No intention to impose any language, says Centretext_fields
New Delhi: The Central government said on Saturday that it has not taken a decision on the draft education policy and that there was no intention of imposing any language.
The Centre's response came amid Tamil Nadu opposition parties' objection to the three-language formula for schools in the state as stated in the draft policy.
Information and Broadcasting Minister Prakash Javadekar said the government has not taken any decision on the draft education policy.
"The committee on new education policy has submitted its report. The government has not taken any decision on it," Javadekar told the media.
Javadekar, who was Human Resource Development Minister in the previous NDA government, said all Indian languages will be promoted.
"Modi government has always promoted all Indian languages. Therefore, there is no case or intention of imposing any language on anybody. We want to promote all Indian languages. There should be no misunderstanding on the issue that this is a govenrment policy. It is a draft prepared by the committee which will be decided by the government only after we get public feedback," he said.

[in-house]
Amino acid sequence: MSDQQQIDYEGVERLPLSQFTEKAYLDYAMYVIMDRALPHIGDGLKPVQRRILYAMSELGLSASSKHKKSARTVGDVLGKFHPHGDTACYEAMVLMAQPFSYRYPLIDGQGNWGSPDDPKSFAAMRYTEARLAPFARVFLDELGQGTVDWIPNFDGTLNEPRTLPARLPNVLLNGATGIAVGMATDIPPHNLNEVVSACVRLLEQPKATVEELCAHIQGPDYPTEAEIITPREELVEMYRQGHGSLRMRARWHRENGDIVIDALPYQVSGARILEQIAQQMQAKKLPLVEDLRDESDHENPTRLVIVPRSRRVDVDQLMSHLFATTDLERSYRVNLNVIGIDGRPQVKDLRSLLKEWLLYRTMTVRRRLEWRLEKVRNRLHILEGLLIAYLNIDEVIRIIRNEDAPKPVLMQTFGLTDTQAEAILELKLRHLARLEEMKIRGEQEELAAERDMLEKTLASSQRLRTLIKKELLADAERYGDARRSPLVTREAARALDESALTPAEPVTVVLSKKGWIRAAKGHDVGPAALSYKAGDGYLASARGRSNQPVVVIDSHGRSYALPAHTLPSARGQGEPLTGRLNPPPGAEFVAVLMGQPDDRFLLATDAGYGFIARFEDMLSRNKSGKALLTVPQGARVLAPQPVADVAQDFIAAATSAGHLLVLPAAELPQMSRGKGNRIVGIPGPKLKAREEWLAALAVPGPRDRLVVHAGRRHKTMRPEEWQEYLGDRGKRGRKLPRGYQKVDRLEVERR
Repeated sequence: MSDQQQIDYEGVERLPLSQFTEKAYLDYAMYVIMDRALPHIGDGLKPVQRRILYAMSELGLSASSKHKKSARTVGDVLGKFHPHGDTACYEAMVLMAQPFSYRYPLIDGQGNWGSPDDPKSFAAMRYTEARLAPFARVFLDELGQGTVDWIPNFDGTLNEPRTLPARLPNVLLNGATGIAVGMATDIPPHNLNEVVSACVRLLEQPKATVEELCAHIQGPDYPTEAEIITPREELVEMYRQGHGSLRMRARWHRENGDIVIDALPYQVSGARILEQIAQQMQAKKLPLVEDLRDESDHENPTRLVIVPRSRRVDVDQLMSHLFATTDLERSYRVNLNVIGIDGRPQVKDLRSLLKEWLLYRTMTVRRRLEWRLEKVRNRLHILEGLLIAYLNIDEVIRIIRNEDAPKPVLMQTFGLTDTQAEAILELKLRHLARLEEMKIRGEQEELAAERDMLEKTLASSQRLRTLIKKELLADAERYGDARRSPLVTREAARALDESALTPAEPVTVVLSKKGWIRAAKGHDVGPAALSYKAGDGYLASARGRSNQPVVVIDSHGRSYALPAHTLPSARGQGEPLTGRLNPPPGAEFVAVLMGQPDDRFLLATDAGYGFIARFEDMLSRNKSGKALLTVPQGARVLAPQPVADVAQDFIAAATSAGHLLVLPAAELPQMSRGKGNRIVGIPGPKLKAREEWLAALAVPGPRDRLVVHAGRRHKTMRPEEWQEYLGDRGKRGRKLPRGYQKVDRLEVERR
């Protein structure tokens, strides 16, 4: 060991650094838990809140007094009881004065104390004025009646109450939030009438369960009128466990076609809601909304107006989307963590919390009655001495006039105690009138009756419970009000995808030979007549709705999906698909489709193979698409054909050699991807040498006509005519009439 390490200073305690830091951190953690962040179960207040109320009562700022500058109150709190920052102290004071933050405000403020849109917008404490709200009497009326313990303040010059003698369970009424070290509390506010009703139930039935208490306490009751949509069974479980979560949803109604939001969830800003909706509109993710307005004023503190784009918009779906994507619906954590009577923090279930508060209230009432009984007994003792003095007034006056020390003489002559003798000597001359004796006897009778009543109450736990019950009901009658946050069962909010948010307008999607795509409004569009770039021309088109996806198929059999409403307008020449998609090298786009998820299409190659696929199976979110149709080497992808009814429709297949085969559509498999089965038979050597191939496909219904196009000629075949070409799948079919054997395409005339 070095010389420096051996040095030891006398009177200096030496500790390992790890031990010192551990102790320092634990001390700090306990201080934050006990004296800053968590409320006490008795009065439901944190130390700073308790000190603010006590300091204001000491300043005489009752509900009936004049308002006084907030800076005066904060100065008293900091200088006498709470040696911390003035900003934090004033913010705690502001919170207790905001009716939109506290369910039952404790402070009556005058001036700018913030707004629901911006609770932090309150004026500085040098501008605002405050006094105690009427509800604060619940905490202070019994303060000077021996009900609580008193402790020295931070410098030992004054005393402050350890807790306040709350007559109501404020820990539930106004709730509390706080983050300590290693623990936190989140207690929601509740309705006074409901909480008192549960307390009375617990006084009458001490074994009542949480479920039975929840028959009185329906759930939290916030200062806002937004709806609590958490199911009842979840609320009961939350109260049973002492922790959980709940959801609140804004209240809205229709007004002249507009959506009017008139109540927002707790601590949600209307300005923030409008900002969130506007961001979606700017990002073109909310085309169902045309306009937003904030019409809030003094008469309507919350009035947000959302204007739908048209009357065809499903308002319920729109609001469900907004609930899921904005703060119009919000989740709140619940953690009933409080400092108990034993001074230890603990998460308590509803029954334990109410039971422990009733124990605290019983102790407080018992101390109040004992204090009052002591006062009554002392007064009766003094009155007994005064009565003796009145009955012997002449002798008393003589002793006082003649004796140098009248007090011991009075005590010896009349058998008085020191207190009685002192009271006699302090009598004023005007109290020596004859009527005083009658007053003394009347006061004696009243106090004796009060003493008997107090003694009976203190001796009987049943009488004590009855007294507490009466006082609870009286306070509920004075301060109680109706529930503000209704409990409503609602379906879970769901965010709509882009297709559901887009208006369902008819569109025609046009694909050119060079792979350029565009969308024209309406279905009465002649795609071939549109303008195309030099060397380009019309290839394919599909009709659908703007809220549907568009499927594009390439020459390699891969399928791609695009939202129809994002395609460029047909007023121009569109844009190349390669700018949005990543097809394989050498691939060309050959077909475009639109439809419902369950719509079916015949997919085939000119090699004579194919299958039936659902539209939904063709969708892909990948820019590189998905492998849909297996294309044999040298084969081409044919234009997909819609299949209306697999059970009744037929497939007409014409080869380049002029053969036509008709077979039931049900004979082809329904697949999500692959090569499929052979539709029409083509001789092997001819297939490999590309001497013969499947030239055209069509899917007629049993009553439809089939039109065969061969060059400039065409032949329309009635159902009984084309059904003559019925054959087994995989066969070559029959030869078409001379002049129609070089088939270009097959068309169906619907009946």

Parties in Tamil Nadu on Saturday opposed the three-language formula for schools in the state, as stated in the draft national education policy presented by K. Kasturirangan Committee to the central government.
Speaking to reporters in Chennai, DMK Lok Sabha member Kanimozhi said her party would oppose any such move.
Reacting to the formula, actor-turned-politician Kamal Haasan said, "No language should be imposed and those who are interested can learn any language of their choice".
S. Ramadoss, founder of the Pattali Makkal Katchi (PMK), said Hindi should not be imposed in Tamil Nadu.
The Kasturirangan Committee has recommended teaching of Hindi, English and one regional language in the non-Hindi states. For Hindi-speaking states, the committee has recommended teaching of Hindi, English and one of the modern Indian languages from other parts of the country.
However, it has not specified what the modern Indian language would be. Tamil has been accorded a classical language status by the Central government.